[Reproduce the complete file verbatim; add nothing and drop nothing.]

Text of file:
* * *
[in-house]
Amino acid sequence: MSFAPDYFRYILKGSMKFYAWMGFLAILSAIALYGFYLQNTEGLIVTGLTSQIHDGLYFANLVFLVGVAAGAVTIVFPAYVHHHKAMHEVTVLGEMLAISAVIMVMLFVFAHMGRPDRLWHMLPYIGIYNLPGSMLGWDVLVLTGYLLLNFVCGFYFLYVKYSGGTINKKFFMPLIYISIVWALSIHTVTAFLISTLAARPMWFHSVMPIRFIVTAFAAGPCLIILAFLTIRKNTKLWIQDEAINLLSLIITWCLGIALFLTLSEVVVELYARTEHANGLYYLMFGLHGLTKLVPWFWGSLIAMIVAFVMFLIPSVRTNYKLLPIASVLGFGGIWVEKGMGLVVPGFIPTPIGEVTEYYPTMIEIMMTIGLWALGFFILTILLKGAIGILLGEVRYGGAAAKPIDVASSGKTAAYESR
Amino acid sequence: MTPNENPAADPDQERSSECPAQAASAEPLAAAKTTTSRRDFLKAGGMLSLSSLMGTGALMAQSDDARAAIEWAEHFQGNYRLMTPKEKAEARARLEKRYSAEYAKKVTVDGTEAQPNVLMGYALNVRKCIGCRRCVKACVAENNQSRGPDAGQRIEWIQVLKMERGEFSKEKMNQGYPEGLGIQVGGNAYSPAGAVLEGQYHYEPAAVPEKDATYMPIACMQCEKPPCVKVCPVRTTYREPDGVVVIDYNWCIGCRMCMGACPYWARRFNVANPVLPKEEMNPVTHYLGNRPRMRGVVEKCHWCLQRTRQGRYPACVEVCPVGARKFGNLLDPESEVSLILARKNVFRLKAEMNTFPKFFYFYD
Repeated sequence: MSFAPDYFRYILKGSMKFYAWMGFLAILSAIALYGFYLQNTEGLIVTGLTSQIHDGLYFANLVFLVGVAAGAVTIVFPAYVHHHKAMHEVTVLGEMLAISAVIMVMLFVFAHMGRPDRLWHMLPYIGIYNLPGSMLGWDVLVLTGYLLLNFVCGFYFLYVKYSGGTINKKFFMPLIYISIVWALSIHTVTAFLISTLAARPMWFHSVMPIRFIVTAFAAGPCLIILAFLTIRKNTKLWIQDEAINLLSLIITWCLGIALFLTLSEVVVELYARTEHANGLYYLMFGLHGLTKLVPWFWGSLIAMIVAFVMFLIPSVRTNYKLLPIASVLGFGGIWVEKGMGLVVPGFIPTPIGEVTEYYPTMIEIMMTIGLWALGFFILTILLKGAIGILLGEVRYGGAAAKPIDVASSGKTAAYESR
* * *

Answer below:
[in-house]
Amino acid sequence: MSFAPDYFRYILKGSMKFYAWMGFLAILSAIALYGFYLQNTEGLIVTGLTSQIHDGLYFANLVFLVGVAAGAVTIVFPAYVHHHKAMHEVTVLGEMLAISAVIMVMLFVFAHMGRPDRLWHMLPYIGIYNLPGSMLGWDVLVLTGYLLLNFVCGFYFLYVKYSGGTINKKFFMPLIYISIVWALSIHTVTAFLISTLAARPMWFHSVMPIRFIVTAFAAGPCLIILAFLTIRKNTKLWIQDEAINLLSLIITWCLGIALFLTLSEVVVELYARTEHANGLYYLMFGLHGLTKLVPWFWGSLIAMIVAFVMFLIPSVRTNYKLLPIASVLGFGGIWVEKGMGLVVPGFIPTPIGEVTEYYPTMIEIMMTIGLWALGFFILTILLKGAIGILLGEVRYGGAAAKPIDVASSGKTAAYESR
Amino acid sequence: MTPNENPAADPDQERSSECPAQAASAEPLAAAKTTTSRRDFLKAGGMLSLSSLMGTGALMAQSDDARAAIEWAEHFQGNYRLMTPKEKAEARARLEKRYSAEYAKKVTVDGTEAQPNVLMGYALNVRKCIGCRRCVKACVAENNQSRGPDAGQRIEWIQVLKMERGEFSKEKMNQGYPEGLGIQVGGNAYSPAGAVLEGQYHYEPAAVPEKDATYMPIACMQCEKPPCVKVCPVRTTYREPDGVVVIDYNWCIGCRMCMGACPYWARRFNVANPVLPKEEMNPVTHYLGNRPRMRGVVEKCHWCLQRTRQGRYPACVEVCPVGARKFGNLLDPESEVSLILARKNVFRLKAEMNTFPKFFYFYD
Repeated sequence: MSFAPDYFRYILKGSMKFYAWMGFLAILSAIALYGFYLQNTEGLIVTGLTSQIHDGLYFANLVFLVGVAAGAVTIVFPAYVHHHKAMHEVTVLGEMLAISAVIMVMLFVFAHMGRPDRLWHMLPYIGIYNLPGSMLGWDVLVLTGYLLLNFVCGFYFLYVKYSGGTINKKFFMPLIYISIVWALSIHTVTAFLISTLAARPMWFHSVMPIRFIVTAFAAGPCLIILAFLTIRKNTKLWIQDEAINLLSLIITWCLGIALFLTLSEVVVELYARTEHANGLYYLMFGLHGLTKLVPWFWGSLIAMIVAFVMFLIPSVRTNYKLLPIASVLGFGGIWVEKGMGLVVPGFIPTPIGEVTEYYPTMIEIMMTIGLWALGFFILTILLKGAIGILLGEVRYGGAAAKPIDVASSGKTAAYESR